In the image above, Leipzig’s structure is incredibly compact, almost looking like a 5-1-4 with Konrad Laimer stepping in between his forwards to prevent passes into the centre of the pitch. While not in the image, Leipzig’s backline is quite high, which does invite aerial passes over the top of the defence. Daley Sinkgraven and Nadiem Amiri, who both started as wing-backs in Leverkusen’s last match, need to be aware of this and ready to defend those passes properly. While Bayern will inevitably get higher up the pitch, Leverkusen need to remain compact while also communicating effectively when Bayern quickly switch the point of attack, making sure they have each Bayern attacker accounted for as they shift over.
Leverkusen’s best chance at scoring
There are three different ways Leverkusen can look to score against Bayern, and the first comes from their defensive set-up that was just discussed. If they can force Bayern to try and play longer aerial passes that they can react to, Leverkusen will want to win it quickly and get up the field.
As Leipzig did here, Leverkusen can look to exploit Bayern’s willingness to commit men forward, especially their outside-backs. Above, Sabitzer latched onto a loose ball that was created by forcing an aerial pass from Kimmich. As soon as he was in possession, Christopher Nkunku began his run in behind. While Davies does have the speed to catch up to almost anyone in the Bundesliga, body positioning becomes important. Whoever is on the wing, whether it be Diaby or Bailey or someone else, they need to look to step into the path of Bayern’s outside-backs to prevent them from making a tackle.
While Leverkusen do like to maintain and enjoy their possession, their willingness to cede possession against Bayern previously suggests that they are likely to do the same again on Saturday. Off of goal kicks and other dead-ball scenarios, Leverkusen would do well to draw Bayern higher up the pitch in order to create space for themselves, similar to what Düsseldorf did against the Bavarians.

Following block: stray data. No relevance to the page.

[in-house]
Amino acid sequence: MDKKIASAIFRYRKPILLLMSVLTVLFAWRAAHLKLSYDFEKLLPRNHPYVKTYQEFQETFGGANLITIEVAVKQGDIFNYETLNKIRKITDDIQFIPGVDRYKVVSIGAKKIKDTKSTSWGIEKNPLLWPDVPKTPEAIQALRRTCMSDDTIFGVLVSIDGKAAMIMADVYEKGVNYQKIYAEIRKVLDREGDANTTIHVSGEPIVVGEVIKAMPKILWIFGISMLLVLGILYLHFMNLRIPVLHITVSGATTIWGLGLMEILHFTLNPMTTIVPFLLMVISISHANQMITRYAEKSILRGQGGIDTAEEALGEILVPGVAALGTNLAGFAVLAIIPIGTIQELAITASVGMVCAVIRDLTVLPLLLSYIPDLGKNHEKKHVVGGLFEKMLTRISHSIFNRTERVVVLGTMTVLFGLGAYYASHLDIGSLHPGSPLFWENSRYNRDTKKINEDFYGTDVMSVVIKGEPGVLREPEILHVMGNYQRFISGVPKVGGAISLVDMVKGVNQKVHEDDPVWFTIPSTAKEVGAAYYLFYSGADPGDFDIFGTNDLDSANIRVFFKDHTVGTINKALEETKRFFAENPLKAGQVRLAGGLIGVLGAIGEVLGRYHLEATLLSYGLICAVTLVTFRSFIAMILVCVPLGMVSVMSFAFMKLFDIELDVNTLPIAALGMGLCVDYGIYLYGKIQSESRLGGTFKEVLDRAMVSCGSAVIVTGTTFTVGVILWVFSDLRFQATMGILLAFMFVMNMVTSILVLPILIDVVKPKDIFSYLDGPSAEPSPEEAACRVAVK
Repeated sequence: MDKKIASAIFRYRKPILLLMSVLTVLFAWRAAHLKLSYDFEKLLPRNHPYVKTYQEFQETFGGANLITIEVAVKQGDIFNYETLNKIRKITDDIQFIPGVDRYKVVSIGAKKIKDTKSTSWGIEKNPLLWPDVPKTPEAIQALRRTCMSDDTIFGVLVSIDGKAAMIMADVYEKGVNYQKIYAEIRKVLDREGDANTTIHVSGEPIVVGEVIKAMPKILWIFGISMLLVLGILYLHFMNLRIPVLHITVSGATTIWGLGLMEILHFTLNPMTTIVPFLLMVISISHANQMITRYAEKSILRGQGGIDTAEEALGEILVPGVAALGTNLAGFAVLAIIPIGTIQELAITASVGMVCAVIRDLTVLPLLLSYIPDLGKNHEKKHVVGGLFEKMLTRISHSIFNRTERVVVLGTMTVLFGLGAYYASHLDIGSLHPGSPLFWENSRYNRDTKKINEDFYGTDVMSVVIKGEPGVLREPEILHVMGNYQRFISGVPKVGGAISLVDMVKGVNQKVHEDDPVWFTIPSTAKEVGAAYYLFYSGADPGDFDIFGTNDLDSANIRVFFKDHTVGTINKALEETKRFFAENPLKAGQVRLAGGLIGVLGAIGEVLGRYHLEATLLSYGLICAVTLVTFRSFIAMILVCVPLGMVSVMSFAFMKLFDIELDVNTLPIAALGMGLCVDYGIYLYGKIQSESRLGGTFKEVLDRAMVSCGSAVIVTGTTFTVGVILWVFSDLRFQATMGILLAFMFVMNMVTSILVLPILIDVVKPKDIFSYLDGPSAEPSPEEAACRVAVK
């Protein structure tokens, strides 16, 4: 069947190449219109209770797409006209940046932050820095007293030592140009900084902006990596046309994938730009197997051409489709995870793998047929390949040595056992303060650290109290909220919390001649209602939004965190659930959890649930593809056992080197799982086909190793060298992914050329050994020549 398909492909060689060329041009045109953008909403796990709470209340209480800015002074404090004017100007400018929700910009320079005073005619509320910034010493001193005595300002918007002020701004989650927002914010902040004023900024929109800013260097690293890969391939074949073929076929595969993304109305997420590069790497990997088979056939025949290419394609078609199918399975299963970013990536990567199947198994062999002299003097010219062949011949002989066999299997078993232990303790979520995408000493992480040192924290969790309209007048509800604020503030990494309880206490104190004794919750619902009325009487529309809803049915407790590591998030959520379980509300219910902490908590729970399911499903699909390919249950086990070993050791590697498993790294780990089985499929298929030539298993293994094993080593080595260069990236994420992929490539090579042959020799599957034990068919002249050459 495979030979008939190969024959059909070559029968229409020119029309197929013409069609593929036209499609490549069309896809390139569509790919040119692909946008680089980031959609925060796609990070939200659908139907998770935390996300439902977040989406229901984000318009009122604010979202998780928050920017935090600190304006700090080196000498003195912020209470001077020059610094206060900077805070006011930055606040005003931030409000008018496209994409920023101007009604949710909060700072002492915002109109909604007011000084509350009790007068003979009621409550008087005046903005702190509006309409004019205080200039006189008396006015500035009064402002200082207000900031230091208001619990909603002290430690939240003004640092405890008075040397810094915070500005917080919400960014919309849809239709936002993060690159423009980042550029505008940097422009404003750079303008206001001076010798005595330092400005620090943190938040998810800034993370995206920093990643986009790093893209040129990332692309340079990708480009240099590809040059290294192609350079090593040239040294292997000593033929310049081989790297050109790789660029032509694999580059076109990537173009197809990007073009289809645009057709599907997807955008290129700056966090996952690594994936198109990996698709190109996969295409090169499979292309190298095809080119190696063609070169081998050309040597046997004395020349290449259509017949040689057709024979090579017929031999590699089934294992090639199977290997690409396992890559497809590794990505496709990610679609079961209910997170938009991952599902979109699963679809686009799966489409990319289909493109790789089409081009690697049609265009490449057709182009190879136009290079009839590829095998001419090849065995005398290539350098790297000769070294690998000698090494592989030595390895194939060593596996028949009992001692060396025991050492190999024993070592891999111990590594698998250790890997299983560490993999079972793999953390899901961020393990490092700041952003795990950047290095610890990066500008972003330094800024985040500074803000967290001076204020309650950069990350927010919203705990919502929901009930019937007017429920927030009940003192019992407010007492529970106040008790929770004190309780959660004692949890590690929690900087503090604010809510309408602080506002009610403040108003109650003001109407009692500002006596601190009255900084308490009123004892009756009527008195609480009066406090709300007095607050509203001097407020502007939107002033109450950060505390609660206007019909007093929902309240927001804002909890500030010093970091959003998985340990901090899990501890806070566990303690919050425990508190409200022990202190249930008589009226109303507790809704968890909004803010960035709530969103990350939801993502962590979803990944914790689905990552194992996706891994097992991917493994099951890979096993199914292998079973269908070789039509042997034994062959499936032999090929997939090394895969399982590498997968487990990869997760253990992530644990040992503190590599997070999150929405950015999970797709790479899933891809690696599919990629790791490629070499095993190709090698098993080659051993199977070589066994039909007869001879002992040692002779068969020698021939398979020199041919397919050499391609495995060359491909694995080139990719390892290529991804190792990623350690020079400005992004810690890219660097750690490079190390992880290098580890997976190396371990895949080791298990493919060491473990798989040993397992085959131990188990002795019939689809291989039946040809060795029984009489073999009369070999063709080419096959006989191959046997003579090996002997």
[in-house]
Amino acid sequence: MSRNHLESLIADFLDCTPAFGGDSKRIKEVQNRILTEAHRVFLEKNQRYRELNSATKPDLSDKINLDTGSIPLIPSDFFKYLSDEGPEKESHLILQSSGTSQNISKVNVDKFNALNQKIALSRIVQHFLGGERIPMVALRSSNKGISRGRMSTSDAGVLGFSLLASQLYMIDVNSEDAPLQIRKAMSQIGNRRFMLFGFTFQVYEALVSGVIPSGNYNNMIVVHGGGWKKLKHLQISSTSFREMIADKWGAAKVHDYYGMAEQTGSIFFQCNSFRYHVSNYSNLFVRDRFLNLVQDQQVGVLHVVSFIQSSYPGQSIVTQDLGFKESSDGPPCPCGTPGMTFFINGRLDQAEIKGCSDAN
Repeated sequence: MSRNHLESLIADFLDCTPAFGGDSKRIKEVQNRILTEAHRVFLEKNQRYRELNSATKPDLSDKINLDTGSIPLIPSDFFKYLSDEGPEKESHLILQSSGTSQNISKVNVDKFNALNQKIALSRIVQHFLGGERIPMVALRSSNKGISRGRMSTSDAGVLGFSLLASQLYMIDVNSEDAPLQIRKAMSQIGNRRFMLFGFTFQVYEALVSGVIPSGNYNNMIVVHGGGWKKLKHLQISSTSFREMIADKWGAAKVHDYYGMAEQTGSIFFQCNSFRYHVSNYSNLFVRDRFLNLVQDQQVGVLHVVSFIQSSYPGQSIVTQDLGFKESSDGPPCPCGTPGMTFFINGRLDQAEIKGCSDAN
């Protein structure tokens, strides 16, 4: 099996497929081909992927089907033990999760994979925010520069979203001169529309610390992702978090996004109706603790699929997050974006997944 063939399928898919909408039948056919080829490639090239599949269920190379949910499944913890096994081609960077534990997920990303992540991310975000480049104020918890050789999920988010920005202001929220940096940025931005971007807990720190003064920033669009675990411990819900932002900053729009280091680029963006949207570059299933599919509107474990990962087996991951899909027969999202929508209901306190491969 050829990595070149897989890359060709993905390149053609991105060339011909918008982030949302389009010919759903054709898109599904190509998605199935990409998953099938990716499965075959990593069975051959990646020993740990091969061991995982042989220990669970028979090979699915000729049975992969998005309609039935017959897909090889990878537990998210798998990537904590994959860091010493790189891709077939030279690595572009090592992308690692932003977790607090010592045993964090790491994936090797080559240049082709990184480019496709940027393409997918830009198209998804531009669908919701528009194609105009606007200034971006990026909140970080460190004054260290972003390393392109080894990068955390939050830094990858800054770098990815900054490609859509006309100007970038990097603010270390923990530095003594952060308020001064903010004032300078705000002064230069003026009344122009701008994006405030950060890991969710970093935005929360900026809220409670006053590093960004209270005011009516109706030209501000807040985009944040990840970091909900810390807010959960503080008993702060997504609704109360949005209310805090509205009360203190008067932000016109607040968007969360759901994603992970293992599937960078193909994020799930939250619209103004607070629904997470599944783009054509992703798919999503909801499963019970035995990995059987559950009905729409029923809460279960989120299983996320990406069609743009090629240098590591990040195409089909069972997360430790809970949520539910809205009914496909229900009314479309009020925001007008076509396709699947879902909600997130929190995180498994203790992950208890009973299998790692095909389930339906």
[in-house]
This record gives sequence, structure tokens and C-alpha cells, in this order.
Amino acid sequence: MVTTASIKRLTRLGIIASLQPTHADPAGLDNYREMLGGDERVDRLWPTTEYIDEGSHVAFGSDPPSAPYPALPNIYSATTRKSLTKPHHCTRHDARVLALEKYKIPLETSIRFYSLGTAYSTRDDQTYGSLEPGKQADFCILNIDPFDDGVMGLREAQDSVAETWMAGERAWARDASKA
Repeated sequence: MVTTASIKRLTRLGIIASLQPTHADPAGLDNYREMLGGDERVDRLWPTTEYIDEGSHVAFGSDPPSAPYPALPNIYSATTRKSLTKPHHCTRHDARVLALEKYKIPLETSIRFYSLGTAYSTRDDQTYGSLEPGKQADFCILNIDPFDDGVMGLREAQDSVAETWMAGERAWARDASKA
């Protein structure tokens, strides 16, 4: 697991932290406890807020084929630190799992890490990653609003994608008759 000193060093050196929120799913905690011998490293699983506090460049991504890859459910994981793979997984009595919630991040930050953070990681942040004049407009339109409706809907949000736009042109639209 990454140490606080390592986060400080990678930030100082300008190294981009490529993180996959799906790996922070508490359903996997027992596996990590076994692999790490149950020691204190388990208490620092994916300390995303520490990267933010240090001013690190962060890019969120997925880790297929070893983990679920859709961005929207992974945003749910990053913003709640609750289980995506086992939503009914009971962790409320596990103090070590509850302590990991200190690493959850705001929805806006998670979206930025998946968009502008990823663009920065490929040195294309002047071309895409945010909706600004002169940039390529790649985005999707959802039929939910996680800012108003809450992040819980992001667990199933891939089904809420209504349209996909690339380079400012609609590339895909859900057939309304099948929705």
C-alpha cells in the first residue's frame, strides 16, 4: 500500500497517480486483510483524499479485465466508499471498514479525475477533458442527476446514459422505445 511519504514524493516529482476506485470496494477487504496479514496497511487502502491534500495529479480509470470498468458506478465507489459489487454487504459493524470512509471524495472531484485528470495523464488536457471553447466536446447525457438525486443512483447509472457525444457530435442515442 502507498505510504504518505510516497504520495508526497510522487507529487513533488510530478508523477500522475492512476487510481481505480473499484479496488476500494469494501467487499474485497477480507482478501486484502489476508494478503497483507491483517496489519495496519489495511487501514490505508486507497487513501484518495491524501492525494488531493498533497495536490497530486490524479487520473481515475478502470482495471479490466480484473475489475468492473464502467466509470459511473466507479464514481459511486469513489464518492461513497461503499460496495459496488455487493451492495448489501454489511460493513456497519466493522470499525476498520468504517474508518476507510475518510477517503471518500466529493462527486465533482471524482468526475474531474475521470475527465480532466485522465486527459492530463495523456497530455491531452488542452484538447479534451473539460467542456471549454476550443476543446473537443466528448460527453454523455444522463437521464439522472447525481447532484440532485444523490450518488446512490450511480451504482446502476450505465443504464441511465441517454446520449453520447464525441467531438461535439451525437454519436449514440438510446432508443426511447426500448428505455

Here, Bayern, as they have consistently done under Hansi Flick, use their main-oriented press in order to force the ball long. Half of Bayern’s outfield players are around Düsseldorf’s penalty area. This allowed Düsseldorf to create a numerical overload in the centre circle. Düsseldorf’s keeper played an aerial pass to that space, and it was 3v2 overload in Düsseldorf’s favour. This allowed them to gain control of the ball quickly and attack Bayern’s backline. While unable to convert, Düsseldorf had multiple chances created from this plan. Leverkusen would likely look to attack Bayern’s centre-back that is David Alaba. This could be Javi Martinez, Jérôme Boateng, or Lucas Hernandez, all of whom are slower than Alaba. Against Düsseldorf, Alaba primarily played as the right centre-back, which allowed Davies to provide some cover for the slightly slower Hernandez.
Finally, Leverkusen, when in possession, could look to use Havertz in the right half-space to create chances. This will likely help attract the attention of both Alaba and Davies, while also allowing for Leverkusen to take advantage of whoever the right centre-back is. If Leverkusen can play balls into Havertz and have enough space to generate diagonal passes in behind, they’ll greatly increase their chances of scoring. Leverkusen would also do well to use Havertz as a distraction, having him attract the attention of the Bayern defenders in the half-space while completing a classic ‘up-back-through’ passing progression. If Leverkusen can get the ‘through’ pass to target the slower centre-back, they can create chances for themselves going forward.
Both Bayern and Leverkusen are in need of points, albeit for different reasons. Their matchup stands to be one of the most exciting matches at the weekend, especially with the rumours surrounding a potential transfer to Bayern by Kai Havertz. Leverkusen are likely to cede a lot of possession, but if they can take advantage of their opportunities like they did last time, this match should be an entertaining display of Bayern’s attacking prowess and Leverkusen’s defensive discipline and counter-attacking precision.